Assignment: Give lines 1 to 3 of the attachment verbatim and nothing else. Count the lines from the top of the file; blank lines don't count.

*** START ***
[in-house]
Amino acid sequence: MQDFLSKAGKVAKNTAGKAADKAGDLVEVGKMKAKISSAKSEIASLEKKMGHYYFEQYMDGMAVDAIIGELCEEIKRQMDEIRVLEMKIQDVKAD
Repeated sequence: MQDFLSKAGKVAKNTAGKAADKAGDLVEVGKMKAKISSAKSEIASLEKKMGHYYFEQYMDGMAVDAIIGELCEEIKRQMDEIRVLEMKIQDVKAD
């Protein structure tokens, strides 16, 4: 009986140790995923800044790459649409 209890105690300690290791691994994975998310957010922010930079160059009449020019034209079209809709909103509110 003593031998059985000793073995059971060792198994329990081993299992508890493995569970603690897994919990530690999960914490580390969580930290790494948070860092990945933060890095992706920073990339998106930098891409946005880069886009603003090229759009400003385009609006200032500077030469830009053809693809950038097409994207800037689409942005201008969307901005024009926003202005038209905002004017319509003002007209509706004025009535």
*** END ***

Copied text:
[in-house]
Amino acid sequence: MQDFLSKAGKVAKNTAGKAADKAGDLVEVGKMKAKISSAKSEIASLEKKMGHYYFEQYMDGMAVDAIIGELCEEIKRQMDEIRVLEMKIQDVKAD
Repeated sequence: MQDFLSKAGKVAKNTAGKAADKAGDLVEVGKMKAKISSAKSEIASLEKKMGHYYFEQYMDGMAVDAIIGELCEEIKRQMDEIRVLEMKIQDVKAD